Brokerage Research

Discussion in 'Trading' started by Avalanche, May 1, 2002.

  1. Hi All. I know brokerage research is a joke right now, but I need to learn some new sectors. I know technology and semiconductors very well, but when I look at what sectors are doing well or atleast have high stock prices which fluctuate a buck or two a day...I am realizing that I really don't have a handle on managed care companies, the speciality retailers, defense stocks, home builders, etc. etc.

    Anyway, I would like to get a hold of some brokerage research (some briefs, industry overviews, etc) so that I can educate myself better.

    My question is this: How can I get some research without opening an account at two or three firms? What do they do with the old stuff? If I go to the local Bearstearns office and ask for some old research do you think they would give it to me free. (When I go to multex or elsewhere....most of these "industry briefs" cost 15-30 bucks).

    Or does anyone know a website that has some good overviews of sectors. I know H&Q makes some of their stuff available.

    Or better yet, you guys that speciailize in trading some names besides OEX, Naz 100 types, how did you learn that sector? I can pick up red herring or something and get to know a lot of the tech names....but what is the best way to learn other groups? I'm thinking that getting hold of some brokerage research is probably the best way, but am unsure how to obtain it.

    If anyone has suggestions about how to best learn sectors or new industry groups, or how I can obtain some brokerage research (even if's dated...I just want to learn the companies...not what the analysts think they are going to do. :p.


  2. Since brokerage reports are simply ways for firms to churn their customers accounts, they are pretty meaningless. We know, on a daily basis, which sectors are strong or weak by simply monitoring them immediately after the opening. Having reports will likely guide you to making big mistakes in trading.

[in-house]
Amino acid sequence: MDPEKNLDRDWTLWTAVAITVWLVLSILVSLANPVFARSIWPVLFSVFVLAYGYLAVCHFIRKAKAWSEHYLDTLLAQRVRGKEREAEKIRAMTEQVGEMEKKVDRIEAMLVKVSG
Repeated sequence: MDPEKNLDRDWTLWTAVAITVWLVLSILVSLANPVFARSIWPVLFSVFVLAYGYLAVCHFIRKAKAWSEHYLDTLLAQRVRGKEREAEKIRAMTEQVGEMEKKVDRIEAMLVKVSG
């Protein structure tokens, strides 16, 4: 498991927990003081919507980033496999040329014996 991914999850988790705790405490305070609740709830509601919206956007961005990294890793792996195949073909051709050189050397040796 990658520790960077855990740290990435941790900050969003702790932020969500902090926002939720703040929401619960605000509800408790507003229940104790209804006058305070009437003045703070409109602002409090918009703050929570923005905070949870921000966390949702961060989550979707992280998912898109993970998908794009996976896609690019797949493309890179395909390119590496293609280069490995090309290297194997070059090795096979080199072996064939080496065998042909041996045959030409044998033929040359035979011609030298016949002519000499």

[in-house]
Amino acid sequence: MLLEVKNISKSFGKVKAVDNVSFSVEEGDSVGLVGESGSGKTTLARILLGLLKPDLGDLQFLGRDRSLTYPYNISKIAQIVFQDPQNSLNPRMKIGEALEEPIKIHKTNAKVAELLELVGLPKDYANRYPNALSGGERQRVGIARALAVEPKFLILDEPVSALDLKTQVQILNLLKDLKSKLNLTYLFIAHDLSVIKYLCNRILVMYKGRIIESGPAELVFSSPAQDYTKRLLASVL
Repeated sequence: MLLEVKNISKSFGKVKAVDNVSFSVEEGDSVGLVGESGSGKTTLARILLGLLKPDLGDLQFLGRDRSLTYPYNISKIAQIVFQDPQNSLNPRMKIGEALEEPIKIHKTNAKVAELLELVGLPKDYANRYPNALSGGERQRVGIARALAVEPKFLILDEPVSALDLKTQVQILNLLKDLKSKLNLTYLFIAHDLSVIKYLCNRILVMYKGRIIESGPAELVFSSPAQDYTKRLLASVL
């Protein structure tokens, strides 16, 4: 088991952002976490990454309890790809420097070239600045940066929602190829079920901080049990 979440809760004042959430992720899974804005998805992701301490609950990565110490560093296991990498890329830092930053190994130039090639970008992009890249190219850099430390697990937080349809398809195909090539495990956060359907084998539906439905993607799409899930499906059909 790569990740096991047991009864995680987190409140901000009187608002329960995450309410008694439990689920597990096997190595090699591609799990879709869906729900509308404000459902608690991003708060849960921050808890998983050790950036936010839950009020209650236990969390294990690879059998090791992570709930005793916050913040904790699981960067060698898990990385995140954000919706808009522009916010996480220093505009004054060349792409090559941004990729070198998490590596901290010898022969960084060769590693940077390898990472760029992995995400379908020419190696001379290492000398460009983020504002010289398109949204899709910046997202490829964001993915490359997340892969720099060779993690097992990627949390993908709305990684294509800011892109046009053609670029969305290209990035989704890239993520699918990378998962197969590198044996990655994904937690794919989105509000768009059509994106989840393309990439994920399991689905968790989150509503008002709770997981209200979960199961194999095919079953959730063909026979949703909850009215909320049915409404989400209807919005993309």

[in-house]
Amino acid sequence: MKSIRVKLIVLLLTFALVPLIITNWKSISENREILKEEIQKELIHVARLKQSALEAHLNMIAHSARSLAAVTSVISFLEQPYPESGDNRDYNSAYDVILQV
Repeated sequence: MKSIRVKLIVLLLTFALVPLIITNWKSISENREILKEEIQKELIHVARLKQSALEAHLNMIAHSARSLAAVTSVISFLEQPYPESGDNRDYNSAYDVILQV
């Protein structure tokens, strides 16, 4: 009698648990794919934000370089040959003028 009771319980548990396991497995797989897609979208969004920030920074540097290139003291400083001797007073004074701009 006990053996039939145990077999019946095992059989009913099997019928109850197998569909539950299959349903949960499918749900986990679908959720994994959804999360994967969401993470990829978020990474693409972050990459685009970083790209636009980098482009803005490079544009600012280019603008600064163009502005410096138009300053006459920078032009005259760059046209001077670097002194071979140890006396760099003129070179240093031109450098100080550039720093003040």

All that being said, try going to the exchanges and list the sector indexes and then find the individual stocks. Use to get simple reports.

  3. WarEagle

    WarEagle Moderator

    While I agree with Don that most brokerage recommendations are suspect, their industry analysis is usually pretty good. If you are just trying to get an idea of what fundamental factors will move stocks over time in specific sectors then it is a good place to start.

    Avalanche...PM me with your email address. I might be able to help.
  4. Well, I absolutely agree that most of the sell side research is pretty worthless as far as the performance goes, but I am simply trying to get a handle on the stocks in the sector and prehaps more they trade together.

    I have spent some time at market-topology and have a pairs list, and I have the index's on my computer....but I would like to get a better feel for how some of the stocks in those groups correlate.

    For example.....if amat, nvls, klac, brks, etc are strong and the sox.x is therefore strong....buying RFMD on a day when nokia is sluggish means that even though I long a semi in a strong index, my stock is likely not to participate.

    That type of thing.

    Again, if anyone has advice on where to some old brokerage research, or would like to share how they got to know a sector they trade inside and out...please post. Basically I would like to spend up my learning curve.

  5. stevet


    unfortunatly the second someone has put pen to paper to distribute research - that research is then history

    and analysts crystal balls are driven by the amount of M&A activity that might be gained - but when M&A declines - they get all righteous on ansd want to go back to producing real research -same old story - after every boom and bust - unfortunatly do not have a clue!
  6. The "correlation" and the "reading" of Nasdaq stocks is pretty much nonexistant. Since they have a highly fragmented market, you'll find it difficult to "read the tape" or find meaningful convergence divergence.

    I would suggest that you stick with listed stocks, they're easier to read, and will offer you a much higher likelihood of profitablity.
    (All you naz guys ....don't get me wrong, I'm just pointing out that listed stocks are so much easier to read and therfore trade). :)